Previously: January, December, November, October
L 2-4 vs. STL
W 6-3 @ COL
W 4-2 @ ARI
W 4-3 @ VGK
W 3-0 vs. WSH
L 0-3 vs. NYI
W 5-2 @ CHI
L 1-5 vs. TBL
L 2-3 @ MTL
W 3-0 @ OTT
W 4-0 vs. SJS
L 2-5 vs. PIT
W 4-3 (OT) vs. PHI
Another roller coaster month, as it started with the back end of a season-high five game losing streak. This was followed by a four game win streak that featured wins in consecutive games against last season’s finalists. A back-to-back sweep at the hands of Tampa and Montreal had everyone feeling low, until the team received some major reinforcements. First came Matt Duchene, who played in back-to-back shutout wins over Ottawa and San Jose. Immediately after the San Jose win, it was announced that Duchene’s Ottawa linemate Ryan Dzingel had been acquired as well. The trade deadline euphoria was doused by another loss to Pittsburgh before ending the month with an overtime win to sweep the season series against Philadelphia.
From the end of January to this morning, the Columbus Blue Jackets rose from the second wild card to third place in the Metro. But it remains a neck-and-neck-and-neck race with Pittsburgh and Carolina, with the Jackets just one point ahead. The three teams have been playing leapfrog for the last week. With Montreal in the mix, it’s all but guaranteed that one of those four teams will miss the postseason.
February 2019 Stats
|Goals For||39 (8th)||49 (6th)||41 (17th)||29 (24th)||40 (15th)|
|Goals Allowed||43 (29th)||36 (6th)||39 (11th)||32 (15th)||33 (6th)|
|Power Play %||13.6 (26th)||21.1 (15th)||5.1 (31st)||24.0 (7th)||16.1 (21st)|
|Penalty Kill %||71.4 (26th)||85.0 (4th)||82.3 (12th)||100 (1st)||86.7 (6th)|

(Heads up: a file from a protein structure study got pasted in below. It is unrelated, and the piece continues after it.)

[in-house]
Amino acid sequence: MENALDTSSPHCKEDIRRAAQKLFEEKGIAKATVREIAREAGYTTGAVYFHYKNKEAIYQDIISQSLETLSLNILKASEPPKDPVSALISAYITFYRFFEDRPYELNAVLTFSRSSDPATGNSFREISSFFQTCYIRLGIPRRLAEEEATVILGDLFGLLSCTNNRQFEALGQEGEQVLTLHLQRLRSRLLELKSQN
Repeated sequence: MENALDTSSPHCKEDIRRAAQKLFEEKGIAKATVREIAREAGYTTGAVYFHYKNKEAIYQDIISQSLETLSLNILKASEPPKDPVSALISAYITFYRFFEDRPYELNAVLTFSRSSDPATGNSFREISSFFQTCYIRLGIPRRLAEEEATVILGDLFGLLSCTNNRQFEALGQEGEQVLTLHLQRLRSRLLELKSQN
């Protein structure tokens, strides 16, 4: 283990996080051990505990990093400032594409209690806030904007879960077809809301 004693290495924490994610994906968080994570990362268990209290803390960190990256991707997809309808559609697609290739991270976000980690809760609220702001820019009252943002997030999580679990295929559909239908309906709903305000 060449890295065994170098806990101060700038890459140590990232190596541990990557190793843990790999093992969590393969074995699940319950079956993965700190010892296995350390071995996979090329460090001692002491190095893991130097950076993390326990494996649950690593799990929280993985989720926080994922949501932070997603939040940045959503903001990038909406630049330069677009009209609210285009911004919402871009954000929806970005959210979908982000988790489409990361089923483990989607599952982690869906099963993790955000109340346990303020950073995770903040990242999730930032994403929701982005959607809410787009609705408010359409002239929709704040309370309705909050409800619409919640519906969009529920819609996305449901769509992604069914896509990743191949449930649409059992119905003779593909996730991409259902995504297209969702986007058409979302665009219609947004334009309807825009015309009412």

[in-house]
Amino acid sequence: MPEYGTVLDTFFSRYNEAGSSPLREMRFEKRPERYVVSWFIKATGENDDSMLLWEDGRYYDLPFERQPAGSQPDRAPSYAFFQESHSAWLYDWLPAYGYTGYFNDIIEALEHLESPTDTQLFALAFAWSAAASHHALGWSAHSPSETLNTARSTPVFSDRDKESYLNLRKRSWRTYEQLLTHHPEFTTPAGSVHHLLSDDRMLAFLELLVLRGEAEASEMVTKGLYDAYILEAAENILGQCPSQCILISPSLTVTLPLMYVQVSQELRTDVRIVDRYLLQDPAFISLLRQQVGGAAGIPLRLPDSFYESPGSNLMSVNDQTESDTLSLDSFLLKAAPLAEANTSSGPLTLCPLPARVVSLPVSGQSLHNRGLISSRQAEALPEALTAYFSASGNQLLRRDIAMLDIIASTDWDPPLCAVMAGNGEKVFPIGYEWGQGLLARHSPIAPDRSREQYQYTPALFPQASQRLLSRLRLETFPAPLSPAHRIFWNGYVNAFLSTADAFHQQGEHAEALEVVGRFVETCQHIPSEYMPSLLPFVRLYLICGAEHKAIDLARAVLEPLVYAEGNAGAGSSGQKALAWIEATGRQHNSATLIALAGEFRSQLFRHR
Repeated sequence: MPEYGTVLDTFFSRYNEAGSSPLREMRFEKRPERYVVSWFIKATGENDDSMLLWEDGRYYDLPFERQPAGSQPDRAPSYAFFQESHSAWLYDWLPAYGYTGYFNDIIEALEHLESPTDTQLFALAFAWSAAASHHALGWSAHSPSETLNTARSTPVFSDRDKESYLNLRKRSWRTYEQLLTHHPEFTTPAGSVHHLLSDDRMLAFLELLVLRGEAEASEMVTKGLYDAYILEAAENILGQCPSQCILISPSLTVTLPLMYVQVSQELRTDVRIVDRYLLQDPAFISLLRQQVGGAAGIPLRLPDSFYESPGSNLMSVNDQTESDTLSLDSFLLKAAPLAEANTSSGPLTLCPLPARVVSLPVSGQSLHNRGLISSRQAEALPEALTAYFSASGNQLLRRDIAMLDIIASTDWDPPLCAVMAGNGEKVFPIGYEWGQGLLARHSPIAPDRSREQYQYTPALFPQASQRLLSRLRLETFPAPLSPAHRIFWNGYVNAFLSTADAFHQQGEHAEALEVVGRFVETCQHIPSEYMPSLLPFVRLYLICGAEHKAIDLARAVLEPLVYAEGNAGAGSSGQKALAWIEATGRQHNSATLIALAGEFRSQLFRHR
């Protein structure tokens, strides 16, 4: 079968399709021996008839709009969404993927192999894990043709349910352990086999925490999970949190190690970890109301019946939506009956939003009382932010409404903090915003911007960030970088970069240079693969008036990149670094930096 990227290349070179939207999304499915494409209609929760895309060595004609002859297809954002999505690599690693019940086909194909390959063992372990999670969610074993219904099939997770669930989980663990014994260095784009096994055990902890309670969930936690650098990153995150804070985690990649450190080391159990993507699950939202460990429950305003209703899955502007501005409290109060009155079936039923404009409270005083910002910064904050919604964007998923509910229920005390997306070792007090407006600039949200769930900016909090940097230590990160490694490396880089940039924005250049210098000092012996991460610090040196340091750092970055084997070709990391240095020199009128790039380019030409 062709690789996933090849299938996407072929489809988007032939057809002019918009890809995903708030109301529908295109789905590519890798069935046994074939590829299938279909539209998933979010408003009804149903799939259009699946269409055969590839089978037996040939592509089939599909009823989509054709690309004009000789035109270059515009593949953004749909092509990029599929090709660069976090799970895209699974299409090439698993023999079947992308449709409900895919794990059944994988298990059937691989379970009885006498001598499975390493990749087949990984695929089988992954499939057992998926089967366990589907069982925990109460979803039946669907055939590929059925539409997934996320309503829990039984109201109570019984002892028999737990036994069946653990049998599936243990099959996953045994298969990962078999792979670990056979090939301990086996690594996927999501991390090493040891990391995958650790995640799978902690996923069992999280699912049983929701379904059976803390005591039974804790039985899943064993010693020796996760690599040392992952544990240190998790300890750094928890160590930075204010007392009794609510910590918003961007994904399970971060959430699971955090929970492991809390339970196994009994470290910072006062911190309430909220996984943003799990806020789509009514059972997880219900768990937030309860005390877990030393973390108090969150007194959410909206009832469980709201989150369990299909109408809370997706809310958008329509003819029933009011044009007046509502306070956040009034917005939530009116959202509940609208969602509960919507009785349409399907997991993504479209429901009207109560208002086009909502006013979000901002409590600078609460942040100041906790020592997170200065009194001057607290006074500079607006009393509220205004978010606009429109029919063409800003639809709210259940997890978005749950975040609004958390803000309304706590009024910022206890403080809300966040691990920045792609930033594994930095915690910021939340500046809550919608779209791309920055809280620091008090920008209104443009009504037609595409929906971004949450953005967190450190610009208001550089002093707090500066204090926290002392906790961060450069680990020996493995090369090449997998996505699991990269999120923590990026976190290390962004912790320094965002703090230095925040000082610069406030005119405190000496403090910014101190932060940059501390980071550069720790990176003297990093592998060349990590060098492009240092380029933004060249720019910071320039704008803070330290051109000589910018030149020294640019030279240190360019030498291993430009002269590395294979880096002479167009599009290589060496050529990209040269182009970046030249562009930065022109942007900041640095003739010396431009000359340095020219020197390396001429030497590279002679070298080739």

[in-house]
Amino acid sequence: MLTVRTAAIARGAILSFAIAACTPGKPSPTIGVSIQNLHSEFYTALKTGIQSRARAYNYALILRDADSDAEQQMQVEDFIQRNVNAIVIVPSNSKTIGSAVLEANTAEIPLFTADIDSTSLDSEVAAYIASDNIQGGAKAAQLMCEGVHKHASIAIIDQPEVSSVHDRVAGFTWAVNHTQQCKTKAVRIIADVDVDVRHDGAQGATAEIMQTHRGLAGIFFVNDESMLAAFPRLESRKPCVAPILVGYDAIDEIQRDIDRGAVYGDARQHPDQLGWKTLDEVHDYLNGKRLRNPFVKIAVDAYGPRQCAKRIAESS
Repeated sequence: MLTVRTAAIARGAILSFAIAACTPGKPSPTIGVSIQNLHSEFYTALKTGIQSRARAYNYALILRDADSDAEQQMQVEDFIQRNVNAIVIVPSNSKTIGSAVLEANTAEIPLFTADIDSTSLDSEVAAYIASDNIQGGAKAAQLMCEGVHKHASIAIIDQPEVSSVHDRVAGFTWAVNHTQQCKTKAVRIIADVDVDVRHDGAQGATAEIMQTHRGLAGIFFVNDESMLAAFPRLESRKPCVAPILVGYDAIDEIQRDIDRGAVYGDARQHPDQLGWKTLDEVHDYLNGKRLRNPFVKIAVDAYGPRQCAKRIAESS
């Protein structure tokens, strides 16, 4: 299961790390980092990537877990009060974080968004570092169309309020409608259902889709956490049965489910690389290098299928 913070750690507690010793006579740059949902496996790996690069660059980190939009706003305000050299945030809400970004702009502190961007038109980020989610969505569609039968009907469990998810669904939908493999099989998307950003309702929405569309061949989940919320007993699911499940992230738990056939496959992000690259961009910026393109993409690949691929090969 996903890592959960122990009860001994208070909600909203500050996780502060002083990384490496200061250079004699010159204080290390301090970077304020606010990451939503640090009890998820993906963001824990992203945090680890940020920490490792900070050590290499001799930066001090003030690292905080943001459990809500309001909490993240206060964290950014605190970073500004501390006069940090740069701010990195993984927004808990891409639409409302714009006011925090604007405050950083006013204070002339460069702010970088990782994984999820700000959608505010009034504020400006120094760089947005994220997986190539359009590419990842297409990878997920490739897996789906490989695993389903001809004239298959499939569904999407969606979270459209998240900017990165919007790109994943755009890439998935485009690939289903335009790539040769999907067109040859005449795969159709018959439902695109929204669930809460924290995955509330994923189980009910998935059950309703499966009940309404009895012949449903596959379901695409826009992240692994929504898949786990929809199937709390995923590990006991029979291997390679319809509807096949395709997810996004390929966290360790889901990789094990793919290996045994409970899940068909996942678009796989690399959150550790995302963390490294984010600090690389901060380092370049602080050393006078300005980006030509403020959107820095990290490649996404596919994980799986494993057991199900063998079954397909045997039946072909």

|5v5 Shooting %||9.9 (5th)||9.0 (12th)||9.6 (9th)||7.5 (23rd)||8.5 (14th)|
|5v5 Save %||89.0 (29th)||93.7 (5th)||90.9 (22nd)||89.3 (28th)||91.8 (16th)|
|5v5 Corsi For %||51.34 (11th)||46.63 (27th)||51.12 (13th)||50.05 (14th)||51.41 (9th)|
|5v5 xG% (cumulative)||51.76 (11th)||50.8 (14th)||51.04 (12th)||49.96 (16th)||50.2 (15th)|
Nothing that really stands out this month. The stats seem to suggest that they’ve been what they are all season: a good, not great team. We’ll see if the new additions help, but it may be another week before things really click.
Honorable Mention: The Rookies
I don’t usually do this, but I wanted to honor the contributions of two young players. Kole Sherwood played twice, becoming the first Columbus native to play for the Jackets. That’s a great achievement for Central Ohio hockey. Eric Robinson had debuted in the final game of last season after signing with the team as a free agent out of Princeton. He did not record a point in the seven games he played this month, but his impact has been felt. He’s a large, physical player with some good speed as well.
Third Star: Sergei Bobrovsky
Bob has returned to Bob form since the All Star Break. He went 8-3-0 in 11 starts with a .928 save percentage and 2.01 GAA through the first 10 starts. He had three shutouts in the month, including two in less than 24 hours against Ottawa and San Jose.
Second Star: BJORKSTRAND
It’s been a rough seasons at times for the Great Dane, Oliver Bjorkstrand. But things have finally clicked for him in February. He has a line 5/4/9 for the month. Those five goals are tied with Pierre-Luc Dubois and Artemi Panarin for third on the team (behind Cam Atkinson’s 7 and Josh Anderson’s 6). BJORKSTRAND has cemented his place as a top 6 winger. Initially the turnaround came with Anthony Duclair and Alexander Wennberg. Once Duclair was traded and Wennberg was scratched, BJORKSTRAND has found a new home with Duchene and Dzingel.